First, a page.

Background: The Repeat Expansion Diseases are caused by intergenerational expansions of a specific tandem repeat. More than 20 such diseases have been identified thus far. Expansion of a CGG.CCG-repeat in the 5'UTR of the FMR1 gene is associated with 3 different clinical presentations: Individuals with 55-200 repeats, the so-called premutation allele, are at risk for a neurodegenerative disorder, Fragile X-associated tremor-ataxia syndrome and a form of infertility known as FX-associated primary ovarian insufficiency. Furthermore, in females, the premutation allele can undergo expansion on intergenerational transfer that can result in their children having alleles with >200 repeats. This expanded allele is known as a full mutation and individuals who inherit such alleles almost always have Fragile X syndrome (FXS), which is the leading heritable cause of intellectual disability. The mechanism by which is expansion occurs is unknown. It is thought to differ from the generalized microsatellite instability seen in many different cancers in that the instability is confined to a single genetic locus and shows a strong expansion bias. Expanded alleles are also associated with a folate-sensitive fragile site that is coincident with the repeat on the X chromosome. This site, which gives the disorder its name, is one of many fragile sites present on the human genome. These sites are prone to breakage and in some cases are associated with deleterious chromosome deletions and translocations. Progress report: We have continued our work into various genetic and environmental factors that affect expansion risk. We have identified one important component of the expansion process and are currently trying to better understand the events that give rise to expansion using a mouse model we have previously developed (Entezam et al., 2007). This work has shown that ATM and ATR, 2 important proteins involved in the DNA damage response, are both involved in protecting the genome from repeat expansion (Entezam and Usdin, 2008;2009). We have also identified oxidative damage as a potential environmental risk factor for expansion. (Entezam, Lokanga and Usdin, 2010). We have also embarked on a series of studies aimed at revealing the molecular basis of the chromosome fragility associated with the expanded CGGCCG-repeat tracts in patients with fragile X syndrome. Recent work has shown that, as with repeat expansion, both ATM and ATR act to protect the genome from chromosome fragility (Kumari et al., 2009). This work also suggested that there are two different forms of chromosome fragility one seen in the presence of thymidylate synthase inhibitors for which ATR is protective, and one that occurs spontaneously for which ATM is protective. We are currently trying to understand the molecular basis of both of these types of fragile site.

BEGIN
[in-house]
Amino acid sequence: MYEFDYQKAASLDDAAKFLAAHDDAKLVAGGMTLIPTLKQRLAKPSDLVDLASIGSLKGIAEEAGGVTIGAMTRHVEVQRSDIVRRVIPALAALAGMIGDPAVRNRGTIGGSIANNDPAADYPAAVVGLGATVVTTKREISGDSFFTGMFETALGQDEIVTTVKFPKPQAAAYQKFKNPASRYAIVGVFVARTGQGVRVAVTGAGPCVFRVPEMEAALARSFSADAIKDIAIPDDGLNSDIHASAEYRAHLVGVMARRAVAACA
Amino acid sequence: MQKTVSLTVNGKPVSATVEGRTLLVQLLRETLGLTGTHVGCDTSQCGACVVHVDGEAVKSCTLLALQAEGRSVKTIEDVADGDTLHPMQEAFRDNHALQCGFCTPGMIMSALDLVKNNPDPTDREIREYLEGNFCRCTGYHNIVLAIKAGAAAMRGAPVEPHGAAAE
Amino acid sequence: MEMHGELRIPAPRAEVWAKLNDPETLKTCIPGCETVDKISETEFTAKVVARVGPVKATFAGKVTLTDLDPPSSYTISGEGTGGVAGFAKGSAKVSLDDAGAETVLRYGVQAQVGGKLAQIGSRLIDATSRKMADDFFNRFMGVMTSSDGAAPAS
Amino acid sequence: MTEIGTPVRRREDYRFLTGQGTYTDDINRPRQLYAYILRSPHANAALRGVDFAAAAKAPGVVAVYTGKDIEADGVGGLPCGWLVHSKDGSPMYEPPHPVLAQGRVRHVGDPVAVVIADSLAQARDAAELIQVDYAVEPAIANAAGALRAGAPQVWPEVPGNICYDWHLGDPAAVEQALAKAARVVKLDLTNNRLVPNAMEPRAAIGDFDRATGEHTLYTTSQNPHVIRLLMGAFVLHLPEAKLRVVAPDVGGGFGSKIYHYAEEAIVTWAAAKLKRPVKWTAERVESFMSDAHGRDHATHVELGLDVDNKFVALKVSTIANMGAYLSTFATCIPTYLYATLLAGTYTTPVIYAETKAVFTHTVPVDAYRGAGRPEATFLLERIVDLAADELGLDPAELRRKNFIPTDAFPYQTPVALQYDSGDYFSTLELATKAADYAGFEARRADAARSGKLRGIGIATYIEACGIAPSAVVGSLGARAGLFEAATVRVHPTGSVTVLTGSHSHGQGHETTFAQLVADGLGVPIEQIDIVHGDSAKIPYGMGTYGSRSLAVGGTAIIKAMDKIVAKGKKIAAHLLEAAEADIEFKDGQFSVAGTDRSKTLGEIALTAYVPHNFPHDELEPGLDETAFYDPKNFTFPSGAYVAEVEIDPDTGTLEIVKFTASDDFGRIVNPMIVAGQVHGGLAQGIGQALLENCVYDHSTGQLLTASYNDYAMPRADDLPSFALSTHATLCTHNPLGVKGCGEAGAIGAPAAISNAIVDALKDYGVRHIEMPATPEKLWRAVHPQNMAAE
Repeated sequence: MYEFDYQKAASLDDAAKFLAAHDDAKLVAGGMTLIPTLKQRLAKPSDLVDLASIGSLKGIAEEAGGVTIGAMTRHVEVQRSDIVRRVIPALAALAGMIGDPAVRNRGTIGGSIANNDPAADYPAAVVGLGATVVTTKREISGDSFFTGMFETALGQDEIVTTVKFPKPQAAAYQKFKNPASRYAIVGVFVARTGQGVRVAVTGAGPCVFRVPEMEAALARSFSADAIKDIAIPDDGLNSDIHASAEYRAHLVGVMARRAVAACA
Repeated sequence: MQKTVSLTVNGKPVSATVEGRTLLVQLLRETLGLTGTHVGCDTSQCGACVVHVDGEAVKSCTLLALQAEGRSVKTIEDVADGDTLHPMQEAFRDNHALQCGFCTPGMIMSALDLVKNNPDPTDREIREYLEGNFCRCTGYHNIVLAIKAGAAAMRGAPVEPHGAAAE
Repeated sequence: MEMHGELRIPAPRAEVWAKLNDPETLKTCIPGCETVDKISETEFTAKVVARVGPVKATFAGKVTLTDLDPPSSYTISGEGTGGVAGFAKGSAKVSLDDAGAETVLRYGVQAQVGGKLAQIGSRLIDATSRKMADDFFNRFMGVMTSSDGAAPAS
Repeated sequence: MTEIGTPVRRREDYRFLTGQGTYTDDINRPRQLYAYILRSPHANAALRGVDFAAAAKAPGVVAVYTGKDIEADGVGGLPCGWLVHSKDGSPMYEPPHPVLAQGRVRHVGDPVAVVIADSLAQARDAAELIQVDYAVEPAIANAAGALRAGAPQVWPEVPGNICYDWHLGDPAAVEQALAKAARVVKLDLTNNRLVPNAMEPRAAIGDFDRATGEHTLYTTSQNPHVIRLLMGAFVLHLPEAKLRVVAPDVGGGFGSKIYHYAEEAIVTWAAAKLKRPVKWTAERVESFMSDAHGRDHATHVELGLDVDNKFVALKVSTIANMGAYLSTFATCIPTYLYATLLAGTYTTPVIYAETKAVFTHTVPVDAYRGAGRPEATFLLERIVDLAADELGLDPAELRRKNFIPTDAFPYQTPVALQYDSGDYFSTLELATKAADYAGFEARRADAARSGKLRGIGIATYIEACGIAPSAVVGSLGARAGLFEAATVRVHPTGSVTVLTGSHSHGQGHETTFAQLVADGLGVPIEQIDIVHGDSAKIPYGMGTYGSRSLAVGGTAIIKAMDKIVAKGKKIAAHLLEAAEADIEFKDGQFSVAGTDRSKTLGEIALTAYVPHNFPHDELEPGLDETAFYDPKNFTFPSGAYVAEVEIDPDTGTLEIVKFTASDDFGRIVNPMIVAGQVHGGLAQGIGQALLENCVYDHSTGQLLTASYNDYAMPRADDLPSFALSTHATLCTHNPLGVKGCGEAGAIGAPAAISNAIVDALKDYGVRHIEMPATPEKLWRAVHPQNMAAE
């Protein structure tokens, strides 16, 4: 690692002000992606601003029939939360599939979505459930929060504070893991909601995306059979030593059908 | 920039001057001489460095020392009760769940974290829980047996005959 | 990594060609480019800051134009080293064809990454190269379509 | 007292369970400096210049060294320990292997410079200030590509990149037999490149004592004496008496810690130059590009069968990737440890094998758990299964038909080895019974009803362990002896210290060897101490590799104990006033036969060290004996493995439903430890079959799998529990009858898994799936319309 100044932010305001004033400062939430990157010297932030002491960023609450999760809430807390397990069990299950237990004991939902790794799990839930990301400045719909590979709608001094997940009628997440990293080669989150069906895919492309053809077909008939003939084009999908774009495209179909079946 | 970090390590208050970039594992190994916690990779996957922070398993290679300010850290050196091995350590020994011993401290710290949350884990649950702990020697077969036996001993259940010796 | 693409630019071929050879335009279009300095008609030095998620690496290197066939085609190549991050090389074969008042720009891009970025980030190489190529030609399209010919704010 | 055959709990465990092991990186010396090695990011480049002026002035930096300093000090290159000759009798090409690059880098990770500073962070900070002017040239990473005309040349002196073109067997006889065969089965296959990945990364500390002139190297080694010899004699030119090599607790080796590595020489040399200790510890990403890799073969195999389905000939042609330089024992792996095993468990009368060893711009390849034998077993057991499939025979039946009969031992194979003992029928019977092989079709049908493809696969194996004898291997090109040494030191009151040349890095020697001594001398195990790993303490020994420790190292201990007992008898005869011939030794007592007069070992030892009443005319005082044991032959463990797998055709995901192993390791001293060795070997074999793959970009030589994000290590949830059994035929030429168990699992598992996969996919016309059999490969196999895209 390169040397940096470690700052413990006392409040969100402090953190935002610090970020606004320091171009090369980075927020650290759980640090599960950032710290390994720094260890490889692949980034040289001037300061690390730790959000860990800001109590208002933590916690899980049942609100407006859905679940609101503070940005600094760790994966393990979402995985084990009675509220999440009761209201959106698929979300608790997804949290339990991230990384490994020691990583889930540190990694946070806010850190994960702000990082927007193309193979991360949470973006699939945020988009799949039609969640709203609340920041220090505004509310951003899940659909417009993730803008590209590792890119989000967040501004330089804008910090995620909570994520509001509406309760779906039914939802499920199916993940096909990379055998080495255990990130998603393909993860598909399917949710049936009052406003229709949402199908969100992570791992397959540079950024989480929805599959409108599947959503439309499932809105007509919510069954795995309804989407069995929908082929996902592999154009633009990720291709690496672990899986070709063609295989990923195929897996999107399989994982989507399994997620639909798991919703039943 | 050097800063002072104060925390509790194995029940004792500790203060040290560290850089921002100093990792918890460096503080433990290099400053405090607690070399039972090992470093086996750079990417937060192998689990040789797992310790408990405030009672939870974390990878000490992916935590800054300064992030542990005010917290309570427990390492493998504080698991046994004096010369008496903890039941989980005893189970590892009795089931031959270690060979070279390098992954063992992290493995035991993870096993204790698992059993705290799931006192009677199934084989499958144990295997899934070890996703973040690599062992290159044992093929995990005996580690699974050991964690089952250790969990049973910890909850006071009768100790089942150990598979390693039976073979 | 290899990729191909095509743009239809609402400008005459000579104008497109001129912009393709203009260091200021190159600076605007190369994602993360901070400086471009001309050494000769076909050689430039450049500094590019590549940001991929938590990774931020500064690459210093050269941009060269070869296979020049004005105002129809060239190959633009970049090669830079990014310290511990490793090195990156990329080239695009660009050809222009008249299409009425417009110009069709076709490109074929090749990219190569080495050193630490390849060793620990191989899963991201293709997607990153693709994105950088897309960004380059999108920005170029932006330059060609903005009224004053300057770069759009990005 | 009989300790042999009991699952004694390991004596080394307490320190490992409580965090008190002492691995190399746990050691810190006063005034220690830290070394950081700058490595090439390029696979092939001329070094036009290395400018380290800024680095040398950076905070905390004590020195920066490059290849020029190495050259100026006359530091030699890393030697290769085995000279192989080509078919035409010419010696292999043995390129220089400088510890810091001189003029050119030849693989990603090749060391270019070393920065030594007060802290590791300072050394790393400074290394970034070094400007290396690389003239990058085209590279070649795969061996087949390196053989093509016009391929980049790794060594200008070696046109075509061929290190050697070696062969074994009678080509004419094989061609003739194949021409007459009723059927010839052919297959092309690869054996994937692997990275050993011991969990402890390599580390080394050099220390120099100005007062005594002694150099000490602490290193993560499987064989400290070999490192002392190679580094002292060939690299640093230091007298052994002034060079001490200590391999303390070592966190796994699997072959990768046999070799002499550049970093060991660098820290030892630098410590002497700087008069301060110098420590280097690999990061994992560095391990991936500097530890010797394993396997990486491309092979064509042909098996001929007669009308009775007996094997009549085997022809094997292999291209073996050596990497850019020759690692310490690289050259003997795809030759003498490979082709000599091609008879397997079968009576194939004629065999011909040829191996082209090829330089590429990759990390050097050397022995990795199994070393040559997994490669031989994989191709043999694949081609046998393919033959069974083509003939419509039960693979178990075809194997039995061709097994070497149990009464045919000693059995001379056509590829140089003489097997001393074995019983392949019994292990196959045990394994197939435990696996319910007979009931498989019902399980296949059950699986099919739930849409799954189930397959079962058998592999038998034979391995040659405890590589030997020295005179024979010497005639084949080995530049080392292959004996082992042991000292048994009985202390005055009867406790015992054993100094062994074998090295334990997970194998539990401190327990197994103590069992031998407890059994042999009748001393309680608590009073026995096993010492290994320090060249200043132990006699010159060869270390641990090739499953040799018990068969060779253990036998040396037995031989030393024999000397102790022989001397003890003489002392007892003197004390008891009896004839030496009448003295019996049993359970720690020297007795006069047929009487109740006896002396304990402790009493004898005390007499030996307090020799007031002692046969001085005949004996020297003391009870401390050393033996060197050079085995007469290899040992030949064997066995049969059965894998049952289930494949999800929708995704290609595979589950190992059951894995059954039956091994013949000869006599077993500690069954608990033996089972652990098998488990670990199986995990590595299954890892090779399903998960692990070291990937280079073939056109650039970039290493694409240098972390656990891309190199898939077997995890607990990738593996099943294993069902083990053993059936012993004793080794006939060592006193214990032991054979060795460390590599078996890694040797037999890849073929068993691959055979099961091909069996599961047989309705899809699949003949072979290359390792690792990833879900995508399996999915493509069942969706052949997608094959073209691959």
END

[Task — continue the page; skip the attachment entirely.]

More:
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Zhao, Xiao-Nan; Lokanga, Rachel; Allette, Kimaada et al. (2016) A MutS?-Dependent Contribution of MutS? to Repeat Expansions in Fragile X Premutation Mice? PLoS Genet 12:e1006190
Hayward, Bruce E; Zhou, Yifan; Kumari, Daman et al. (2016) A Set of Assays for the Comprehensive Analysis of FMR1 Alleles in the Fragile X-Related Disorders. J Mol Diagn 18:762-774
Zhao, Xiao-Nan; Usdin, Karen (2016) Ups and Downs: Mechanisms of Repeat Instability in the Fragile X-Related Disorders. Genes (Basel) 7:
Kumari, Daman; Hayward, Bruce; Nakamura, Asako J et al. (2015) Evidence for chromosome fragility at the frataxin locus in Friedreich ataxia. Mutat Res 781:14-21
Zhao, Xiao-Nan; Usdin, Karen (2015) The Repeat Expansion Diseases: The dark side of DNA repair. DNA Repair (Amst) 32:96-105
Zhao, Xiao-Nan; Usdin, Karen (2015) The transcription-coupled repair protein ERCC6/CSB also protects against repeat expansion in a mouse model of the fragile X premutation. Hum Mutat 36:482-7
Usdin, Karen; House, Nealia C M; Freudenreich, Catherine H (2015) Repeat instability during DNA repair: Insights from model systems. Crit Rev Biochem Mol Biol 50:142-67
Lokanga, Rachel Adihe; Senejani, Alireza Ghodsi; Sweasy, Joann Balazs et al. (2015) Heterozygosity for a hypomorphic Pol? mutation reduces the expansion frequency in a mouse model of the Fragile X-related disorders. PLoS Genet 11:e1005181
Zhao, Xiao-Nan; Kumari, Daman; Gupta, Shikha et al. (2015) Muts? generates both expansions and contractions in a mouse model of the Fragile X-associated disorders. Hum Mol Genet 24:7087-96
Yudkin, Dmitry; Hayward, Bruce E; Aladjem, Mirit I et al. (2014) Chromosome fragility and the abnormal replication of the FMR1 locus in fragile X syndrome. Hum Mol Genet 23:2940-52

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